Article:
Until then, I hadn’t spoken about my family lineage to my bosses at the US Navy. I hadn’t shared that I’m part of the same family for whom Fort Rucker was named. I hadn’t shared that my great, great, great grandfather Howell Cobb was president of the Provisional Confederate Congress and had sworn in Jefferson Davis as president of the Confederate States of America. Nor had I shared that Cobb had authorized construction of the ship that fired the first naval shot in the Civil War. I quickly told Navy leaders who I was, and they told me that I had a job to do. My next phone call was to the Army. They were providing administrative support to the Naming Commission. A Rucker was going to help them.

Prior to joining the Navy as a civilian, I’d served on active duty in the Coast Guard. My parents were both Army officers so my military service wasn’t unexpected, but the choice of service was. From time to time, my parents asked me why I hadn’t joined the Army, as they had. My answer was always the same — because I didn’t want to have to answer questions about my last name. Growing up as an Army brat, I was repeatedly asked if I had any connection to Fort Rucker. I didn’t want to have to answer the same questions as a military officer.

Once the renaming process was underway, however, that anonymity was over. The creation of the Naming Commission led me to examine anew how my family’s history, including the very Rucker name, had hurt others over centuries. I was especially mindful about the experience of Black American military personnel.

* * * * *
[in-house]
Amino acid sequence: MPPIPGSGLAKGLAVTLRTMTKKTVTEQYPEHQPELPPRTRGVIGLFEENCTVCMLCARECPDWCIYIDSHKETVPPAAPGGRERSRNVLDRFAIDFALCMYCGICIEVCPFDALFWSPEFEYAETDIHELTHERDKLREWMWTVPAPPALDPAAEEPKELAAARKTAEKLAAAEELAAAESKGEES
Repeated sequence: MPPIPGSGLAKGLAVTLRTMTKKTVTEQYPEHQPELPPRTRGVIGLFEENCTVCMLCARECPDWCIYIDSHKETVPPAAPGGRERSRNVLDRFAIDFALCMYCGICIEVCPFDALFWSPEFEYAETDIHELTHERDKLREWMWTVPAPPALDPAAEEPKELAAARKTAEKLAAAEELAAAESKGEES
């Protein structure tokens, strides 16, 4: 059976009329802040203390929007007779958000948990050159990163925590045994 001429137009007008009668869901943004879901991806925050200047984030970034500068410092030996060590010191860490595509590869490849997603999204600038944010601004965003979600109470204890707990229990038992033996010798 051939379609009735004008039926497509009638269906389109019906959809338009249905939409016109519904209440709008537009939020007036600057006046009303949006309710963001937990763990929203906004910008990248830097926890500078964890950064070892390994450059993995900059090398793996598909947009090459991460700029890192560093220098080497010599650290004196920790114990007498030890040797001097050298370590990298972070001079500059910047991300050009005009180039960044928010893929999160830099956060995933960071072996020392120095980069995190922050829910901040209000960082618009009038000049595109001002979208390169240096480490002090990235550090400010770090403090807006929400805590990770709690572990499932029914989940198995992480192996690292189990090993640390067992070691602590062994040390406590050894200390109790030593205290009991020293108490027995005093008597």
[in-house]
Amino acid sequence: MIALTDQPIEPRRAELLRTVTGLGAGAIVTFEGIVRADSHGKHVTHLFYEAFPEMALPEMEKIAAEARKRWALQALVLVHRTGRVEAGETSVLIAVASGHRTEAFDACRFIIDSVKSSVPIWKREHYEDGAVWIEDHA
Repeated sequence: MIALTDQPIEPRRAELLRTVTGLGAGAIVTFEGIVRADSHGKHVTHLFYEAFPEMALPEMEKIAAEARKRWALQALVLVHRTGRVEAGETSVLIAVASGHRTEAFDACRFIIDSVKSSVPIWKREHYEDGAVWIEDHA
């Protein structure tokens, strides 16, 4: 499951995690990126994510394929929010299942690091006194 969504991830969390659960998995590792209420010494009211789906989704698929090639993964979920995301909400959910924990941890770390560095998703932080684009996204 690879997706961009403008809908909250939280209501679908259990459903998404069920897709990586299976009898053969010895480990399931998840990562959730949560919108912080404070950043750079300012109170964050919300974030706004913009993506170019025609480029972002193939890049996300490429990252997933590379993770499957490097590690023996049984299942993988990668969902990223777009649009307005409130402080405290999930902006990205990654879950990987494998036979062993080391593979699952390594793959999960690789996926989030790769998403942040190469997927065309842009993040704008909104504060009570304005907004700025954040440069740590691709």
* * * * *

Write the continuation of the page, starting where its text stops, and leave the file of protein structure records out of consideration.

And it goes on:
How, I wondered, did Black Army personnel feel about serving on a base named for a Confederate? How did it feel to be required to wear shirts emblazoned with the name of a man who supported slavery? And I’ve often asked myself how Black Americans felt about reciting the Pledge of Allegiance at a military base named for someone who fought against the Union and who was committed to their subjugation and enslavement.

Shortly before the fort’s name was changed, I published an essay expressing support for the change. I received a barrage of negative responses on social media accusing me of being “woke” — of turning my back, in their view, on my family. Turning my back on my family? The family that owned hundreds of slaves and committed treason? Others have said they were baffled by my failure to recognize the rare honor bestowed on my family in having a military base named after a relative. Not many families have federal installations named after them so, surely, I must be proud of the designation. Honor is more than a word, however. There was nothing honorable about taking up arms against this country.

Honor is more than a word

The renaming process went on for months. Every now and again during the commission’s tenure, my father Army Col. T.W. Rucker would ask about how things were going with the renaming. We talked about Col. Edmund Rucker and about General Henry Lewis Benning, another relation for whom an Army base, Fort Benning, was named in Georgia. Dad expressed pride and support for my participation in the process. My cousins and sisters shared the same message — keep going, Denise.